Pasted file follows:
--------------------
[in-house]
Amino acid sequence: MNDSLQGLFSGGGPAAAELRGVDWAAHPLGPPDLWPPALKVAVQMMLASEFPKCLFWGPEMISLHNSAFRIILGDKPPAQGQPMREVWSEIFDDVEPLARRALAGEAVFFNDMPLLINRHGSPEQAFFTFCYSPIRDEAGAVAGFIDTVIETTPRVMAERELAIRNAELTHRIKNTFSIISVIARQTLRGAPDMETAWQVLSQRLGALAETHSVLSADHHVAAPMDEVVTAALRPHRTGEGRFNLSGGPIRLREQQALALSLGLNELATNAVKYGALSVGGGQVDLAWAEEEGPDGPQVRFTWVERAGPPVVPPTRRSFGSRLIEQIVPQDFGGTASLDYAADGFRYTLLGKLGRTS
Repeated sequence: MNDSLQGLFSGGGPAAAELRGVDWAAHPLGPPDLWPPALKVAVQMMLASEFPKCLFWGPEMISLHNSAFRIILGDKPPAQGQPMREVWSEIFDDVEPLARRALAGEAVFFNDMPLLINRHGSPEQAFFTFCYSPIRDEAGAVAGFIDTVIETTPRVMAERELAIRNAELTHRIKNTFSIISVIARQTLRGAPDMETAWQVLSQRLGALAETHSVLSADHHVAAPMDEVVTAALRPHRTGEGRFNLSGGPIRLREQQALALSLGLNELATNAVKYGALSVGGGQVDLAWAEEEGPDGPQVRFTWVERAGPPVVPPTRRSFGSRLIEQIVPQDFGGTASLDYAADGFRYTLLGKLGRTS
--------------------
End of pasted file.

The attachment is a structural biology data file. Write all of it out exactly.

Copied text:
[in-house]
Amino acid sequence: MNDSLQGLFSGGGPAAAELRGVDWAAHPLGPPDLWPPALKVAVQMMLASEFPKCLFWGPEMISLHNSAFRIILGDKPPAQGQPMREVWSEIFDDVEPLARRALAGEAVFFNDMPLLINRHGSPEQAFFTFCYSPIRDEAGAVAGFIDTVIETTPRVMAERELAIRNAELTHRIKNTFSIISVIARQTLRGAPDMETAWQVLSQRLGALAETHSVLSADHHVAAPMDEVVTAALRPHRTGEGRFNLSGGPIRLREQQALALSLGLNELATNAVKYGALSVGGGQVDLAWAEEEGPDGPQVRFTWVERAGPPVVPPTRRSFGSRLIEQIVPQDFGGTASLDYAADGFRYTLLGKLGRTS
Repeated sequence: MNDSLQGLFSGGGPAAAELRGVDWAAHPLGPPDLWPPALKVAVQMMLASEFPKCLFWGPEMISLHNSAFRIILGDKPPAQGQPMREVWSEIFDDVEPLARRALAGEAVFFNDMPLLINRHGSPEQAFFTFCYSPIRDEAGAVAGFIDTVIETTPRVMAERELAIRNAELTHRIKNTFSIISVIARQTLRGAPDMETAWQVLSQRLGALAETHSVLSADHHVAAPMDEVVTAALRPHRTGEGRFNLSGGPIRLREQQALALSLGLNELATNAVKYGALSVGGGQVDLAWAEEEGPDGPQVRFTWVERAGPPVVPPTRRSFGSRLIEQIVPQDFGGTASLDYAADGFRYTLLGKLGRTS